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Policy objective: Meeting the housing and services needs of older adults and people with disabilities

Older people and people with disabilities often benefit from living in areas that provide easy access to public transportation and services.
Although the social safety net is somewhat stronger for older people and people with a qualifying disability than for younger people without disabilities, many of these areas are unaffordable for people with limited incomes. In high-cost areas, the basic fixed income support provided by social security, Supplemental Security Income (SSI), and Social Security Disability (SSDI) often is not enough to allow them to comfortably afford housing costs without the benefit of rental assistance. Some of the factors that make it difficult for older adults and people with disabilities to have their housing needs met are:

  • Rents keep going up while incomes are fixed (rising only with social security inflation factors). Household income may also drop following the death of a spouse, resulting in diminished resources to pay rent. In 2015, the most recent year for which data is available, 1.85 million elderly renter households experienced worst case housing needs (compared with 2.9 million families with children), meaning they had very low incomes and paid more than one-half of their income for rent and/or lived in severely inadequate conditions.
  • The overall share of the housing stock that is accessible to people with mobility limitations is small. According to one estimate, fewer than 4 percent of housing units qualify as “livable” for people who have moderate mobility problems, and even fewer are wheelchair accessible. These supply constraints amplify the affordability difficulties of older adults and people with disabilities who are on fixed incomes.
  • For those who own their homes, fixed-rate mortgages may have been paid off or payments may be small in today’s terms. However, home maintenance becomes more expensive for those who no longer can do it themselves and often gets neglected. People who have aged in place often become concentrated in particular neighborhoods as younger adults and families with children move away. The deferred maintenance of homes occupied by older people can have a negative effect not only on the safety and quality of life of individual homeowners but also on neighborhoods, as under-maintenance becomes visible. In addition, even homeowners that have paid off their mortgage may struggle to pay their property taxes.
  • Older adults and people with disabilities living on a fixed income may have limited resources to upgrade or replace their heating and cooling systems. Energy costs associated with older systems may contribute to affordability problems. When these systems fail to function normally, they can also result in serious health hazards as occupants are exposed to extreme temperatures or resort to unsafe methods of heating their homes.
  • Some people who have aged in place and/or have disabilities require supportive services to live independently—that is, out in the community rather than in an institution. These services, including help with medical needs and with activities of daily living, can be very costly to receive in the home without assistance.

There is also an important legal context underlying efforts to provide housing and services for people with disabilities. The Supreme Court’s Olmstead decision has put legal obligations on the public sector to make it possible for people with disabilities to live in the least restrictive settings that align with their personal preferences. Because of state responsibility for Medicaid, Olmstead often is thought of as a mandate for states. It applies to cities as well, however, as part of their obligation to affirmatively further fair housing in their use of public funds. Furthermore, cities and counties may own psychiatric hospitals, and health departments may provide services funded by Medicaid. Even without the Olmstead mandate, cities may consider supporting the independence and quality of life of their vulnerable residents as an important objective, and one that is consistent with the overwhelming desire of older adults to age in place in their homes and communities.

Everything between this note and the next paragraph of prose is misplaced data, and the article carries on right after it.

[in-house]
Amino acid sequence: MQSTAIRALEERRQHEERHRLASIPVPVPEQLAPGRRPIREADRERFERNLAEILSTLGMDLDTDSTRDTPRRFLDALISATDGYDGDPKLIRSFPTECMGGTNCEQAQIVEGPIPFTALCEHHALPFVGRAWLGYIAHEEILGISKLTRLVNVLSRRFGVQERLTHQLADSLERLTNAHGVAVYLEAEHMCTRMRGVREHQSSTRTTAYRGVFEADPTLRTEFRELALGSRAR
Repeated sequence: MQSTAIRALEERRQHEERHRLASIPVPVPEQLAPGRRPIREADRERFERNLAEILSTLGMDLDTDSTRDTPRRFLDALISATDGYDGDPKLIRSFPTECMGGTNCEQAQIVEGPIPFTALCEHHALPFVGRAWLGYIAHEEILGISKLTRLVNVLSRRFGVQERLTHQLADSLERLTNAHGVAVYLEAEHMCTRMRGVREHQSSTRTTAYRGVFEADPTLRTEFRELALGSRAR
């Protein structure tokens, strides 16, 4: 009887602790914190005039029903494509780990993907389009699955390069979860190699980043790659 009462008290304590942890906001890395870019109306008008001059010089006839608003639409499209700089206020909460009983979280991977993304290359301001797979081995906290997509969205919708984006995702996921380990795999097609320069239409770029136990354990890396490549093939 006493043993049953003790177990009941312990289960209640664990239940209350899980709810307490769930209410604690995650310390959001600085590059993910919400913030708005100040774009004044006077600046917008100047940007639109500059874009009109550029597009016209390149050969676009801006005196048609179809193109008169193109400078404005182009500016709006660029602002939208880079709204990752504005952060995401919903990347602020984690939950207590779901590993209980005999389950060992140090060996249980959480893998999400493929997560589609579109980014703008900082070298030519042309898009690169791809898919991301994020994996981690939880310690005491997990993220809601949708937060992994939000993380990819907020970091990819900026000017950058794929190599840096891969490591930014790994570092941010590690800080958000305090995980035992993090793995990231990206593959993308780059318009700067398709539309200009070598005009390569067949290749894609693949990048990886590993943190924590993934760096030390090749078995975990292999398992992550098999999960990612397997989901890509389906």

Meeting the housing and services needs of older adults and people with disabilities with the housing policy toolkit

There are several ways to meet the housing and services needs of older adults and people with disabilities, including those who are renters and those who own their own homes.

  • Rental assistance to lower rent burdens – Older adults and people with disabilities use the same rental assistance programs that help all low-income households. Sixty percent of households who receive federal rental assistance (primarily housing choice voucherOfficially known as "Section 8 Housing Choice Voucher". It is the largest and most sought after housing program in America. Section 8 HCVs are managed by various public housing agencies (most commonly referred to as housing authorities), which falls under the supervision of HUD. Program participants typically pay 30% of the rent, and the rest is covered by the HCV.s, public housingA federal program dedicated to providing decent and safe rental housing for low-income families, older adults, and persons with disabilities. There are around 1.2 million houesholds residing in public housing units, managed by over 3,000 housing authorities. Programs differ in types and sizes., or project-based Section 8) include one or more persons who are elderly and/or who have a disability.
  • Rezoning to allow greater density Zoning codeA set of local codes that dictates use and development of property. It establishes what type of developments --commercial, residential, industrial, etc.-- are allowed to be built on specific areas, and lays out the building standards for each area such as minimum lot sizes, maximum height, setbacks, and yard sizes. revisions can open up new opportunities for the development of affordable housing for older adults and people with disabilities. Local jurisdictions can allow the creation of accessory dwelling unitA small, self-contained unit inside of, or attached to a larger single-family home. on an “as of right” basis, enabling older homeowners who have the space to bring in renters who can help defray mortgage or property tax payments and share responsibility for home maintenance tasks. Cities can also “upzone” lower density zones to allow for development of more multifamily housing. Multifamily housing is much more likely to be accessible to people with mobility limitations, as it often has elevator access and a lack of front steps.